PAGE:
The United Nations’ Message to U.S.: We Welcome Your Money, but Leave Your Ideas at the Door

Would you donate money to an organization or institution whose values and objectives were mostly contrary to your core beliefs and values?  Say you agreed with the organization’s actions only 31.7 percent of the time.  Would you want to send them a big fat check in the mail?

We can safely assume the answer is ‘no.’

As of 2001, over a 28 year period, the UN consensus votes have gone our way only 31.7 percent of the time, according to State Department statistics.  Yet, amazingly, there were (and are) still some who posit that U.S. involvement in the U.N. has been extremely advantageous for our country.  They praise our “leadership role at the U.N.” and the decades of “close cooperation” at the U.N. between the U.S. and the international community. 

That seems like a stretch, but reasonable minds can differ…

The U.S. relationship with the U.N. has certainly benefitted the latter party.  But if the numbers mean anything, the same cannot be said of the U.S.

Here’s how.

Since the organization’s founding, the U.S. has been the largest financial supporter of the U.N.  Yet, the funding does not translate into having a meaningful say at the U.N.:

“The 129 least-assessed countries together pay about 1 percent of the U.N. budget, and yet constitute a two-thirds majority of member nations. They can pass the U.N. budget over the objection of the U.S.”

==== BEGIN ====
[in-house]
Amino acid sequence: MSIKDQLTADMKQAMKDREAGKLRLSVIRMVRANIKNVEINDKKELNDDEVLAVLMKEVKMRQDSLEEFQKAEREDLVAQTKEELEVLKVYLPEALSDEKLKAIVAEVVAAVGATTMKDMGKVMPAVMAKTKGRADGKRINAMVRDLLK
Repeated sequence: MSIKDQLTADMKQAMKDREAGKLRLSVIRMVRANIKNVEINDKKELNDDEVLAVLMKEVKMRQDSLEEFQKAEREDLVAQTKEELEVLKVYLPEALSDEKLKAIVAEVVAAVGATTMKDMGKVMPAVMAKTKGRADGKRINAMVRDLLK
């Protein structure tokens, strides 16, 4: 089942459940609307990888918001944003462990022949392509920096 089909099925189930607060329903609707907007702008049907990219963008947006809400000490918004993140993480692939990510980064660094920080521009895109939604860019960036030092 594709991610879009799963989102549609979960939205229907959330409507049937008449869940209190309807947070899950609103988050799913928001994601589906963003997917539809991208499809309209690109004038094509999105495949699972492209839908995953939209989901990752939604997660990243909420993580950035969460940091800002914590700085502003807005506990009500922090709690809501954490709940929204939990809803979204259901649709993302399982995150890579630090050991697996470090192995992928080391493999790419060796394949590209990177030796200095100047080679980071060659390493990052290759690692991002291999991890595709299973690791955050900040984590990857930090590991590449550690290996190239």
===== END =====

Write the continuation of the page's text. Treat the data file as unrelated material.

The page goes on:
Heritage’s Brett Schaefer does not take this lightly:

“The disconnect between influence and budgetary responsibilities is pernicious. The U.N. budget has more than doubled over the past decade, as U.S. reform efforts have been ignored, undermined, or reversed.”

More recently, Schafer has called for the U.S. to withdraw from the United Nations Educational, Scientific, and Cultural Organization (UNESCO).  It’s not because he’s some evil guy who hates education, science, and culture but because UNESCO granted membership to the Palestinian Authority.  This does not send the right message to our ally, Israel; not that the Obama administration seems concerned with sending the right message to Israel.

This was not an isolated bad call.  Among other embarrassments, in 2001, “UNESCO elected Syria to the organization’s human rights committee in 2011 despite evidence that it was slaughtering its own citizens.”  Yet, President Obama is still eager to fund them.  This is especially appalling in light of where the funding actually goes.  Shaefer notes that over 82 percent of UNESCO’s 2012-2013 budget “was dedicated to staff costs, travel, and general operating expenses. That leaves very little for actual physical projects on the ground.”

Shaefer lies to rest any remaining doubt that there’s any good reason for supporting UNESCO.  President Reagan withdrew the U.S. from UNESCO in 1984 “because of its poor management and hostility to ‘basic institutions of a free society, especially a free market and a free press.’”  It rejoined in 2003 not because the U.S. would benefit in any way, but because of reforms to the organization.

Some lawmakers have already opposed President Obama in his efforts to change the law regarding funding for UNESCO, and they should continue to do so.

 

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